Two of the presentations on the panel touched on a unique topic within non-economic L&D. Dr. Naomi Joy Godden presented on inequality in non-economic L&D. In her presentation, she touched on how gender issues intersect with loss of livelihood. One case study she highlighted was in Australia, where droughts have caused farmers to lose their crops and their livelihood. In addition to the tangible, quantifiable loss of crops and livelihood, they also lost their sense of identify, which is closely tied to their jobs as farmers. This loss of identity is unquantifiable and is likely experienced elsewhere in the world in the context of L&D.

The second presentation focused on the specific losses and damages felt by youth in informal settlements in Cape Town, South Africa. Phellecitus Montana and Harriet Thew from the University of Leeds presented the results of the unique losses and damages felt by the youth in these settlements, such as loss of identity, lack of institutional trust in the government, and loss of the ability to play. These types of L&D are not often discussed but are important to consider when researching potential solutions for L&D.

Both presentations demonstrate that economic compensation and financial support for L&D, while important, isn’t enough. Non-economic L&D is also an important factor to consider when researching solutions for L&D. The WIM also recognizes the importance of non-economic L&D moving forward under the Paris Agreement. Under its framework five-year workplan in the Executive Committee’s (Excom’s) 2016 Report, non-economic L&D is listed as the second strategic workstream. When the WIM takes up this work in 2017, studies such as the ones presented on in this side event will be vital to the Excom’s research and work in this area moving forward.

Where do Human Rights Belong?

Today marked the first meeting of the ADP Contact Group. Though the meeting started out going over what seemed to be relatively mundane logistical issues, it quickly heated up when human rights were brought up. The problem? Whether human rights issues should be left to the preamble, or given a place in the operational text.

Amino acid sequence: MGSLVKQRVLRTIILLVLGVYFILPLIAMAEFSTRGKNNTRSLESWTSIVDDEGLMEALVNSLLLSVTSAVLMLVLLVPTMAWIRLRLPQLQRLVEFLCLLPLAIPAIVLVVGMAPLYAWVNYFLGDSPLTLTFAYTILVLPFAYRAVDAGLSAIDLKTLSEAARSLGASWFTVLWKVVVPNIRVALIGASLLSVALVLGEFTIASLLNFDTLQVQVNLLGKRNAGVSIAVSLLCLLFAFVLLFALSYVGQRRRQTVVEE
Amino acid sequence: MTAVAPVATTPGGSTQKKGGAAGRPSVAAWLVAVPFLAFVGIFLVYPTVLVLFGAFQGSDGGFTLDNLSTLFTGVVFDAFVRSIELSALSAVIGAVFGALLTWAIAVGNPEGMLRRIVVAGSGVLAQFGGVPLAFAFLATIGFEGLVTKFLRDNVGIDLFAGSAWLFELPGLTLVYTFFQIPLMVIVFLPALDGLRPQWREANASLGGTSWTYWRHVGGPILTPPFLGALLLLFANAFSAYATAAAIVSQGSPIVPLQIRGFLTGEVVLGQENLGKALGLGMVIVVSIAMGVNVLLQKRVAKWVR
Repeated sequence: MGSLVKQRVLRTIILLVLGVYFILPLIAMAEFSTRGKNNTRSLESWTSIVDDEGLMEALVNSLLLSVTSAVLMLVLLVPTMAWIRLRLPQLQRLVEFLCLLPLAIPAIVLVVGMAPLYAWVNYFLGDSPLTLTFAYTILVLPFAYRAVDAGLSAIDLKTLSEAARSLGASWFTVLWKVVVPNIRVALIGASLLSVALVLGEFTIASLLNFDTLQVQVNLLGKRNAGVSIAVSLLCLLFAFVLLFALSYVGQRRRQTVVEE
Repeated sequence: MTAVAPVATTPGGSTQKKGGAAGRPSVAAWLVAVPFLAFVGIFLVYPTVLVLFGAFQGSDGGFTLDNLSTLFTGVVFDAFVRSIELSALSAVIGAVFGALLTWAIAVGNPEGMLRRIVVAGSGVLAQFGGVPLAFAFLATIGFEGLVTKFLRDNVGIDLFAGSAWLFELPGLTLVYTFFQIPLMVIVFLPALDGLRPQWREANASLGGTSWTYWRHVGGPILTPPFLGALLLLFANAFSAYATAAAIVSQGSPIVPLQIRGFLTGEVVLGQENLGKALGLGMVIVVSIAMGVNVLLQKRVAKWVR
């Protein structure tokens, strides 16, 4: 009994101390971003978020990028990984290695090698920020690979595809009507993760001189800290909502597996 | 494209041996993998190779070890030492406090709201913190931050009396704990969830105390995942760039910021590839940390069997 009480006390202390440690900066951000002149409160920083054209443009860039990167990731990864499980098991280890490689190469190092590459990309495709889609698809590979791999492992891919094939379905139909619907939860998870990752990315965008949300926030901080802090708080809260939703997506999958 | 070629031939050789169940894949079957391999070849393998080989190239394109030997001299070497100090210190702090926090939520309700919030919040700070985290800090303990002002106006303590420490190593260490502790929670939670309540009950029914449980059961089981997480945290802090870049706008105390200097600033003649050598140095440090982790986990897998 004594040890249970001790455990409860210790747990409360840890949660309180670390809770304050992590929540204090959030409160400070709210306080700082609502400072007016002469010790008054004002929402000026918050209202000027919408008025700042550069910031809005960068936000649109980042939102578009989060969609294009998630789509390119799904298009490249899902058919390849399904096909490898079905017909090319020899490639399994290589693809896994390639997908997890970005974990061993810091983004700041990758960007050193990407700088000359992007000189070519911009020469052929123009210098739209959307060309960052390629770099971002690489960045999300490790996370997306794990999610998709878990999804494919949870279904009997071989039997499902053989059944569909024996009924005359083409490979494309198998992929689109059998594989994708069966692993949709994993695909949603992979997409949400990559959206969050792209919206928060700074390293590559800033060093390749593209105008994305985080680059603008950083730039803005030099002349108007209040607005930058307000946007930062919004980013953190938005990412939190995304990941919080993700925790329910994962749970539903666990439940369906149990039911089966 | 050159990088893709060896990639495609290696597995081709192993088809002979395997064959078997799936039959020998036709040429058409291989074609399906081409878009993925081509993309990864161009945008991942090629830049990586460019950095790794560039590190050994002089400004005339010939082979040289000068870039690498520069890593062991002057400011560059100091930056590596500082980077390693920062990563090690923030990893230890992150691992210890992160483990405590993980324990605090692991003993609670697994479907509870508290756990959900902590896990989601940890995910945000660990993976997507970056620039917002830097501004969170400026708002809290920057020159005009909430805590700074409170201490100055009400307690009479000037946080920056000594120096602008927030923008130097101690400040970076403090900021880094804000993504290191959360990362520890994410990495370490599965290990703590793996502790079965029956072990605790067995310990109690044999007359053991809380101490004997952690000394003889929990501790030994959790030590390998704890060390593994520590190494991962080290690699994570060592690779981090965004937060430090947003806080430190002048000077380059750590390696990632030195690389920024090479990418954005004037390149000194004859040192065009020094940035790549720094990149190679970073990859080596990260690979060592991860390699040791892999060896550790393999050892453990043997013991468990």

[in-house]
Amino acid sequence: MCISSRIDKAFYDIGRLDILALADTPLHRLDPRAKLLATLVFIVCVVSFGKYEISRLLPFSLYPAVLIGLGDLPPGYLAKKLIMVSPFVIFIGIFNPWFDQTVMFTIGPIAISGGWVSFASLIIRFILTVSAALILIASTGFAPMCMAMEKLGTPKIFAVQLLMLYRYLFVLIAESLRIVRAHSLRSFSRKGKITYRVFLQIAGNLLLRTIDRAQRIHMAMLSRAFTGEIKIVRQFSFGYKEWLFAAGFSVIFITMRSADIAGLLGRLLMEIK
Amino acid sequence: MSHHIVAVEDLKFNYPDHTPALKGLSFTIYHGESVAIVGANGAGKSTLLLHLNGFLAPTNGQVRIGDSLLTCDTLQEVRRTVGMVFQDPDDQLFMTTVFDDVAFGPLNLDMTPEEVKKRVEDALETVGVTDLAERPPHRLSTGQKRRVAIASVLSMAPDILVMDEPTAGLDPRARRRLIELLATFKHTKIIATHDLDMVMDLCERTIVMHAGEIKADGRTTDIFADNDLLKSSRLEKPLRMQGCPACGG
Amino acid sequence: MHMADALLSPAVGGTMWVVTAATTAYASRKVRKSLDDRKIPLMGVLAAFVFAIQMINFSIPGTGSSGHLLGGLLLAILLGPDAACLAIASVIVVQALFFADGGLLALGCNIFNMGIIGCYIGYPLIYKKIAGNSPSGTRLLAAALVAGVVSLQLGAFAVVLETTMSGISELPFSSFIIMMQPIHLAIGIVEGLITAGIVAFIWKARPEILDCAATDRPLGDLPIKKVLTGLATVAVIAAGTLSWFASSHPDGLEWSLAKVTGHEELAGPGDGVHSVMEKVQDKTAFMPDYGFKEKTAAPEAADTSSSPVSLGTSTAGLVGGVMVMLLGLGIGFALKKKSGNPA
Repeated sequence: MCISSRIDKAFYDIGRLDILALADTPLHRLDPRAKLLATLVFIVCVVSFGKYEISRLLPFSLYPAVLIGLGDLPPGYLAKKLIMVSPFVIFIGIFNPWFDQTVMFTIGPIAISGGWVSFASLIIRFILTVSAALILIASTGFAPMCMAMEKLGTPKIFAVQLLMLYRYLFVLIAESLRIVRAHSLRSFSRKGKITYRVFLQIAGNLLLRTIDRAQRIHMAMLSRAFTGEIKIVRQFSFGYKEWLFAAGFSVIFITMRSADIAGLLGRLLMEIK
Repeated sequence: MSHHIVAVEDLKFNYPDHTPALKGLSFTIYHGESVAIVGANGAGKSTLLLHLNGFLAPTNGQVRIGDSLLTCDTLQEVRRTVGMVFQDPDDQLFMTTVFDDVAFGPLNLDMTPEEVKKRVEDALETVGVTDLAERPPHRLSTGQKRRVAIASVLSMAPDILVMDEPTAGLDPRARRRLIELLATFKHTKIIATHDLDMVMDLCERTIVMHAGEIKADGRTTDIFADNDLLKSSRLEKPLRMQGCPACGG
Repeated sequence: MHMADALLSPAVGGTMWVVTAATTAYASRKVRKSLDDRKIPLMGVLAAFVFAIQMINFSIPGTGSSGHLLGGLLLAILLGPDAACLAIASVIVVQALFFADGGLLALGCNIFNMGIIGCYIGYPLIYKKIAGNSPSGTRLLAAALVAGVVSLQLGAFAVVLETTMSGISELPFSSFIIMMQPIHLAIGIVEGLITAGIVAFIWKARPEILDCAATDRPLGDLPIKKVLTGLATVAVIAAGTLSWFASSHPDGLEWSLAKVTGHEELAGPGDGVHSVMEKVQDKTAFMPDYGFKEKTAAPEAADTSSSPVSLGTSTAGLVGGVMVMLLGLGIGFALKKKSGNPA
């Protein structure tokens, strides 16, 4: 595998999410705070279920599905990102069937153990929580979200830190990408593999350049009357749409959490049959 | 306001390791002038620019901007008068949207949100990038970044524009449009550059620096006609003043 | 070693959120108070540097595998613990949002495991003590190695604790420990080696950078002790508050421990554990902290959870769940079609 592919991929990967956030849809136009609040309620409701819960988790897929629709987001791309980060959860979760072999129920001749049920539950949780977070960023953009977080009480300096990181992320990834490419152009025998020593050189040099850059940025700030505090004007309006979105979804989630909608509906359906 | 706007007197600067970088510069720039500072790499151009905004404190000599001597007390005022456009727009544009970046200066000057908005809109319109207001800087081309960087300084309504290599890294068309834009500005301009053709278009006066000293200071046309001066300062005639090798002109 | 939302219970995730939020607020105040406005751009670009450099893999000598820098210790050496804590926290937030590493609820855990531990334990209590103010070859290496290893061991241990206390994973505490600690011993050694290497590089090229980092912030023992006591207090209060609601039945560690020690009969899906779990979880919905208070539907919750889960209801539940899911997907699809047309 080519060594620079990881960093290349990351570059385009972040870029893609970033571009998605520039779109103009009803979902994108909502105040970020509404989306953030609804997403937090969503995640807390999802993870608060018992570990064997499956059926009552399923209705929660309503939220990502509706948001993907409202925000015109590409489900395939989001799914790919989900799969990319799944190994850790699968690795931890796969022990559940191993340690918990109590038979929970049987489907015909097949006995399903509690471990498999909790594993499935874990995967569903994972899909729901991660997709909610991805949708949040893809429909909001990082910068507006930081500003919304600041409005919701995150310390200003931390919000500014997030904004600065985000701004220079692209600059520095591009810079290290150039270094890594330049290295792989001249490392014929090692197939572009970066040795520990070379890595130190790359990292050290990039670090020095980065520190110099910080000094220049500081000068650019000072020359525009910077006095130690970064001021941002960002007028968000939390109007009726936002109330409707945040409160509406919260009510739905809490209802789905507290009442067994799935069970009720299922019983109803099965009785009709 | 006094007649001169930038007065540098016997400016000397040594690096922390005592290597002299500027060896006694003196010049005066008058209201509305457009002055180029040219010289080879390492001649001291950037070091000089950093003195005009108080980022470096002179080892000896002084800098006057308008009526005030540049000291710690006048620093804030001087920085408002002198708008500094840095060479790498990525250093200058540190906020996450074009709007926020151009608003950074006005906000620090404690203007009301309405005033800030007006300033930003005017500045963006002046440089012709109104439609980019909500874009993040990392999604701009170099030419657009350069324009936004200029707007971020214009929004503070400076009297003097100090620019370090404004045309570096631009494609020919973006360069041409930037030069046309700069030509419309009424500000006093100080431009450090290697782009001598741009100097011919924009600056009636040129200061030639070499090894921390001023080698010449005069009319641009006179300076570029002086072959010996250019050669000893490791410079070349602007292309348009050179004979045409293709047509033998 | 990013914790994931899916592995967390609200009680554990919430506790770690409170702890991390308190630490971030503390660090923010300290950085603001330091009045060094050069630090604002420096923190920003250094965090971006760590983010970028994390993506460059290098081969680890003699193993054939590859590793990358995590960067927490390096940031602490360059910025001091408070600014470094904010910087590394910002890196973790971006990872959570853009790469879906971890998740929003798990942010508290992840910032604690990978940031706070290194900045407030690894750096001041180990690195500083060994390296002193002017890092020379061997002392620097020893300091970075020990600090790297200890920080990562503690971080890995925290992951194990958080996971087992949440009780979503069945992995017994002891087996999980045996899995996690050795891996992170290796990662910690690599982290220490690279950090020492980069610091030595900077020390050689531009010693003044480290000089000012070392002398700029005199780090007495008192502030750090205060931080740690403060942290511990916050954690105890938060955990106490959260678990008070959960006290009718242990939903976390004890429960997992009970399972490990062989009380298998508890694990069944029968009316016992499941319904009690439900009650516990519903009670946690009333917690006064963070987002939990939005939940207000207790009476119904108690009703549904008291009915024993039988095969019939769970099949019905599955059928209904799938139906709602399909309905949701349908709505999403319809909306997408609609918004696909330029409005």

As a refresher, the preamble to an international agreement is not part of the legally binding, operative text of an agreement. Rather, it more or less sets the stage for the agreement and provides a context under which the agreement may be interpreted.

This morning, while addressing Article 7 of the Draft Agreement on Technology Development, Mr. Tosi Mpanu Mpanu, the Facilitator from the Democratic Republic of Congo (DRC), addressed concerns over parties introducing new ideas this late in the game. Specifically, he mentioned that while working on the language of Article 7 Section 3, a party motioned to add language regarding human rights. Mr. Mpanu Mpanu noted that this addition slowed the progress they had been making on the text up to that point. However, because COP21 is a party driven process, Mr. Mpanu Mpanu felt obligated to mention it amongst the larger body., the party in question, immediately responded. “Human rights is not preamble language.” Mexico maintained that human rights issues are operational issues and should thus not be relegated simply to the preamble. They expressed their willingness to be flexible with the placement of human rights, as long as it received a home somewhere within the operational text. In essence, that human rights text would be legally binding within the text. And in response to suggestions that the issue was being newly introduced, Mexico maintained that they have been asking for its inclusion for a long time leading up to these negotiations.

So that leaves the world with a big question. Should human rights be included in a binding agreement on climate change? Undoubtedly, climate change solutions will involve human rights issues. Climate change is about more than weather, it highlights and intensifies inequalities already in place. For this reason, it is likely that an agreement without biding language on human rights will be to some extent incomplete.

Strengthening the Environmental Governance, Climate Change, and Human Rights Dialogue in the UNFCCC Process

Part of the excitement of attending a COP is attending cutting-edge side events and workshops. This past Saturday, I spent my first day at the UNFCCC COP 19 attending the workshop “Rights, Governance and Climate Change,” jointly organized Yale University’s Governance and Environmental Markets Initiative (GEM) and the United Nations Institute for Training and Research (UNITAR) in collaboration with the University of Warsaw’s Faculty of Law and the Centre for International Sustainable Development Law (CISDL) This workshop brought together policy makers, scholars, practitioners and stakeholder from diverse fields and countries.  The main focus of the workshop was to examine substantive and procedural rights in environmental governance, particularly for the climate change regime, and how they can enhance and support equitable solutions in environmental governance. In particular, the workshop aimed to provide outcomes to further innovative research in the climate change, rights, and governance fields.